Technology has revolutionised the way companies can, and do conduct business.
With the next generation of shopper ordering most of their products online, and expecting to receive them as quickly as possible, there’s pressure on retail businesses, in particular, to be constantly looking at new technology to be one step ahead of the game.
Today, many businesses want to achieve more with less and are taking to new ways of working to carry this out. We take a look at technological revolutions that have been created to assist this demand that we should expect to see a lot more of in the near future.
With the demand for online orders to be delivered as quickly as possible, companies such as DHL and Royal Mail are now looking at using drones to ship products out faster, rather than using traditional means of delivery by hand. And with the recent news that Domino’s in New Zealand is now delivering Pizza by drone, it shows that it really is possible to use them for business purposes. Although many retail companies are now looking at using drones, they have already been providing many services to numerous industries. They are already highly used in the agricultural sector for farmers to assess conditions; within fire services to gauge situations and to get better video coverage at music festivals.
Proving successful at carrying out these services, companies believe that it’s now time to take the next step by using them to deliver products to customers. The benefits are they avoid traffic congestion, they can fit into small gaps and can be used to get orders sent out within minutes. Studies shows that 586,430 people have already used drones for commercial purposes, and this is set to grow.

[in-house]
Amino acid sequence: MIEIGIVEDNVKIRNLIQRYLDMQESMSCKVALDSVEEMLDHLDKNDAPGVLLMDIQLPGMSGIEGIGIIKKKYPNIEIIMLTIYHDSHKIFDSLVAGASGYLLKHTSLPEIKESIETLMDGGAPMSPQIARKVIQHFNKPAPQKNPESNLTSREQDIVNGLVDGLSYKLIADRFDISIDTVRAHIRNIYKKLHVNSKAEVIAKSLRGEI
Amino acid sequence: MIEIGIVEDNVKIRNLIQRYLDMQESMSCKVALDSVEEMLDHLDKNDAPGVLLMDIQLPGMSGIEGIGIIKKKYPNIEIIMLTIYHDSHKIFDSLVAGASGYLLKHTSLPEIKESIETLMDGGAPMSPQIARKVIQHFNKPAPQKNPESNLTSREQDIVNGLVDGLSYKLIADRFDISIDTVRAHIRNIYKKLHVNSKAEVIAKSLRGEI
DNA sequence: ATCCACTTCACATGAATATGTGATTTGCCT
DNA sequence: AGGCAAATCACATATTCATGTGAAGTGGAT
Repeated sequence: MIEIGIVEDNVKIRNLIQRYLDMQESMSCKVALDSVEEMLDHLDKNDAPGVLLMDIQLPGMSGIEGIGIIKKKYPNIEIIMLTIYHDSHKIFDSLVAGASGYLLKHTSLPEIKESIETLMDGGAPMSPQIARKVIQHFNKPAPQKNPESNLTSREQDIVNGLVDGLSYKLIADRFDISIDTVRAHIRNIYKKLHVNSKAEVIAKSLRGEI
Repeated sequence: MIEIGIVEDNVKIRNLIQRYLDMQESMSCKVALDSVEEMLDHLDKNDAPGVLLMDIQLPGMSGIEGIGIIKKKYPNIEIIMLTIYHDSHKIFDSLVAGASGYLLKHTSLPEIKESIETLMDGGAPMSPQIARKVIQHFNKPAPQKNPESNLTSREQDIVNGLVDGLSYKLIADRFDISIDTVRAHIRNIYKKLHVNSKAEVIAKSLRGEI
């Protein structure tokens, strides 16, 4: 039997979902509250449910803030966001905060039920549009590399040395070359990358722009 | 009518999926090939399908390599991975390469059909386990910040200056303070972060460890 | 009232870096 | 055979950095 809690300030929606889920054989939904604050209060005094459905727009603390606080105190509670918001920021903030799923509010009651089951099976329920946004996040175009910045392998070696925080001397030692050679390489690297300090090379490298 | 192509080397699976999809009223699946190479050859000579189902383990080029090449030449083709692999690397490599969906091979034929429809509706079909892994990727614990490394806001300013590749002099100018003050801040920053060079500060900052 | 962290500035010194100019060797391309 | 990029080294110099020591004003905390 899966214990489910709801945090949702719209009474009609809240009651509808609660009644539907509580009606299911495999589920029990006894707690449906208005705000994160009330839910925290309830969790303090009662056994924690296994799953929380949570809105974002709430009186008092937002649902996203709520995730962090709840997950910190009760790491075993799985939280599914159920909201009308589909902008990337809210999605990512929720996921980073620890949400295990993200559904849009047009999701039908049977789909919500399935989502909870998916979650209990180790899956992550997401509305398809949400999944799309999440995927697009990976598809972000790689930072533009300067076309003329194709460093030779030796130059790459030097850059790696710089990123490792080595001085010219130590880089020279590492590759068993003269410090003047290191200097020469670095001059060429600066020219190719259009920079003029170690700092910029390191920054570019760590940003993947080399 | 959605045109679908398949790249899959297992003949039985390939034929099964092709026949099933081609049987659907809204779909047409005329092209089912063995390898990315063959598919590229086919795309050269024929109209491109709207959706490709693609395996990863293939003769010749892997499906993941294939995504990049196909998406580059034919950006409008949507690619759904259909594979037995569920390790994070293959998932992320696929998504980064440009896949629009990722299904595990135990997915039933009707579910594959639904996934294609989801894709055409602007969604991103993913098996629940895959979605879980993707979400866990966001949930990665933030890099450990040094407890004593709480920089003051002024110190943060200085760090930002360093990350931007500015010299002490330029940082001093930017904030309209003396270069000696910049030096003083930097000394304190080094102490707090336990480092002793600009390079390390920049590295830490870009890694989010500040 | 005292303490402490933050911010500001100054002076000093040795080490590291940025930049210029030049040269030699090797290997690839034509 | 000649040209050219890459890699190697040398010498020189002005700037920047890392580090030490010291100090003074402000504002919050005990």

3D printing traditionally stemmed from use in the manufacturing industry, but today it has become a vital part of many other industries. In the medical world, it’s an essential part of everyday life – whether it’s assisting in surgery or creating implants for patients. Businesses have picked up that 3D printing has the capacity to create virtually anything instantly, and they want to be involved with it. Amazon are leading the way with plans to be able to use 3D printers in their vans so they can print products on the spot, outside the customer’s home. Their argument for using them is that it saves space in warehouses, it avoid time delays and increases customer satisfaction as they will no longer have to wait for products to arrive.
Driverless Vehicle Software
For many years, there’s been a huge focus on driverless cars, with many companies including Google, creating them to allow the user the freedom to make calls or emails while travelling. This year, UK based technology company, Oxbotica, developed a new software, Selenium, that’s able to be installed across cars and warehouse trucks. They have the ability work work in a human environment and carry out tasks that it is set, while being aware of its surrounding. This new development could mean big businesses for many warehouse based companies as they can set the software to carry out work that needs undertaking without having to rely on manual labour. Production levels will increase, and they will also save money as their will be a reduction in staff numbers.
Despite these revolutionary changes in technology, there have been many objections to them. Some of these include whether the equipment is actually safe around humans, that there will be a reduction of human jobs and worries that drones, in particular, are invading our privacy. Even those some of these new technologies may seem high tech, we have interacted with advanced technology for years in our everyday life – in the supermarket at the self checkout or at the cash machine in the hole in the wall.
This article was produced by The Scanner Shop.